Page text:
By Alex Byington
Killeen Daily Herald
It just made sense.
Not just financial cents, plain, ol’ common sense.
For the next two years, five teams from the new District 8-5A won’t have to travel far to play non-district games with home-and-home series scheduled against Round Rock and Round Rock Stony Point.
“I’ll be honest with you, we never attempted to look outside the 50-mile radius looking for games,” Harker Heights head coach Mike Mullins said, calling the arrangement “an easy fit.”
“When you have five Round Rocks, four Killeens, and five Cedar Parks, with all of them together, you can dictate a pretty good non-district schedule.”
Like many coaches around the state, Mullins had a tentative schedule planned in preparation for the UIL’s bi-annual realignment in February. And when it was announced, as expected, that Killeen and Waco Midway moved up to 5A to create a true Central Texas district, it made scheduling of non-district games all too easy for the rest of the 8-5A teams.
“When you look geographically now, with our district, once you get past Midway to the north and (Copperas) Cove to the west, it’s a long way before you get to another 5A school,” said Belton head coach Rodney Southern. “Unless you go south (to Round Rock).”
Drive & distance
In 2010, the Killeen Independent School District instituted a new travel policy that requires all teams to stay within a 200-mile range of Killeen or within 2 1/2 hours one-way for non-district games and tournaments.
But while finances always play a factor into travel plans — especially after the Texas Legislature cut $4 billion in state education funds last year — the limitations on athletic budget spending didn’t play much of a factor.
“There is some (concerns with the travel budget) but that wasn’t a full determinant with us setting the games up,” said Dragons coach Jeff Cheatham.
With its three non-district games, the Knights (0-2) opened the season with back-to-back matchups with both the Tigers and Dragons and will host to Cedar Park tonight. In all, Heights’ varsity will travel just 150 miles round trip this season, with two home games at Leo Buckley Stadium. Next year, with the series reversed, the distance still isn’t outlandish with trips to Round Rock and Cedar Park only adding an extra 100 miles to the total.
“You’re playing in nice stadiums, whether it’s at The Palace (the Kelly Reeves Athletic Complex), or at Dragon or at Buckley,” Mullins said. “And it’s not a long drive for the fans, it’s good for the communities because people come in and eat and make a little money for them. I think that helps everybody.”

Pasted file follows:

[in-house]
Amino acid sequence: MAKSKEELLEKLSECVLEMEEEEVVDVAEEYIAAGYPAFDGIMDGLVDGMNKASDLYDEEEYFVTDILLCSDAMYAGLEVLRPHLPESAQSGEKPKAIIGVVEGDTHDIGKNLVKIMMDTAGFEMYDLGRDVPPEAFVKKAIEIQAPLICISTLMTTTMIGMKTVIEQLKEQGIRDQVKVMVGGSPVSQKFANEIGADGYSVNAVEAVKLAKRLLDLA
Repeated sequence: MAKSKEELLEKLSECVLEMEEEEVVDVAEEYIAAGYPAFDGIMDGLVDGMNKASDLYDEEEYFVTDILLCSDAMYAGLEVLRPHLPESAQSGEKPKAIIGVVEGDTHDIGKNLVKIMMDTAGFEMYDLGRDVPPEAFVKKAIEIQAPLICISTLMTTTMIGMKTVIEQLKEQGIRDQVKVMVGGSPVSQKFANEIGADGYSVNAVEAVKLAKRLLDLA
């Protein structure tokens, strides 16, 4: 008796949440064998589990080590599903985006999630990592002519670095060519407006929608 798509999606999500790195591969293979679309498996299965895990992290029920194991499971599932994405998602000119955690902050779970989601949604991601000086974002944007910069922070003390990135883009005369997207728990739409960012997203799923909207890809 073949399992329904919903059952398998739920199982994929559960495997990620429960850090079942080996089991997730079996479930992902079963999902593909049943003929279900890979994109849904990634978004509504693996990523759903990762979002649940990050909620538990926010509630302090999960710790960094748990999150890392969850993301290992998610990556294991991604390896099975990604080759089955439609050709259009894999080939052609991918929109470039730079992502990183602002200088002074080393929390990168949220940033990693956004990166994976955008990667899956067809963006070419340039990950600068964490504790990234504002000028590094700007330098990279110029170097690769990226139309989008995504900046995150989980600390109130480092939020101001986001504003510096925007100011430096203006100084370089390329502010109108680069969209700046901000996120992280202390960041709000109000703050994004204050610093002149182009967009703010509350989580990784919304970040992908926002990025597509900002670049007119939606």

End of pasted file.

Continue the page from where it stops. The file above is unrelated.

Belton is the only other 8-5A team playing both teams having traveled to Stony Point last week and hosting Round Rock next week following a home game against former 12-5A foe Bryan. Because of a relative scarcity of 5A teams in the Central Texas area, it didn’t leave coaches many options outside of Killeen and Round Rock.
“When you realistically look at it, you almost need to go into the (Dallas-Fort Worth) Metroplex to get a 5A district, and if not, you have to go east, and now you’re back into traveling to Bryan or traveling to A&M (Consolidated),” Southern said.
Filing the schedule
The schedule has made things especially easy for Stony Point, which won’t face a non-district team outside of 8-5A for the next two years after filling out its preseason slate with games against Heights, Belton, Shoemaker and Killeen.
This is undoubtedly a welcomed change after the Tigers scheduled home games against two teams from Mexico last year — Universidad Autonoma de Nuevo Leon and Monterrey Prepa Tech — while also mixing in home-and-home series with San Antonio Wagner and DeSoto.
“I don’t really know why (we scheduled all 8-5A games). Before I knew it, I scheduled Harker Heights, I said OK. Belton, OK,” said Stony Point coach Craig Chessher. “Then, all of a sudden, I really couldn’t find anyone to play me from down south and, frankly, going south from Austin becomes tough traffic-wise.”
For the Round Rock schools, it has allowed them the opportunity to maintain a competitive balance without having to make the 1 1/2 hour trip to either Waco or San Antonio.
“Mostly, it allows us to get out of Austin and we can go north and play some great football teams and not deal with the (Austin) traffic issues,” Cheatham said. “It’s a lot easier traveling than (going to Austin or San Antonio). Obviously you want to get out of Austin, because we’re all either in the same district or we’re first-round opponents.”
Two years ago, Round Rock had to travel south to San Antonio twice with games against Cibolo Steele and San Antonio Roosevelt, not to mention the season-opener at Waco Midway last year.
“When you go south of Austin to San Antonio, it’s not much (fun), it makes it really tough on the kids, the coaches, everything,” Cheatham said.
As a 5A program, it was also important to play other similarly-sized teams in order to allow all levels a chance at competition, from the freshman B team to varsity.
“The thing with me is the fact that the Round Rocks and the Stony Points are going to have two JV (teams),” Southern said. “We’ve played Stony Point the last few years with freshman C teams, so they have numbers like we have now.”
And while travel costs are down, and it may not be as exciting as trips to Cowboys Stadium or the Alamodome, the overall benefit could be greater in the end for all parties.
“I think it creates a good, healthy rivalry among the Central Texas schools,” Mullins said.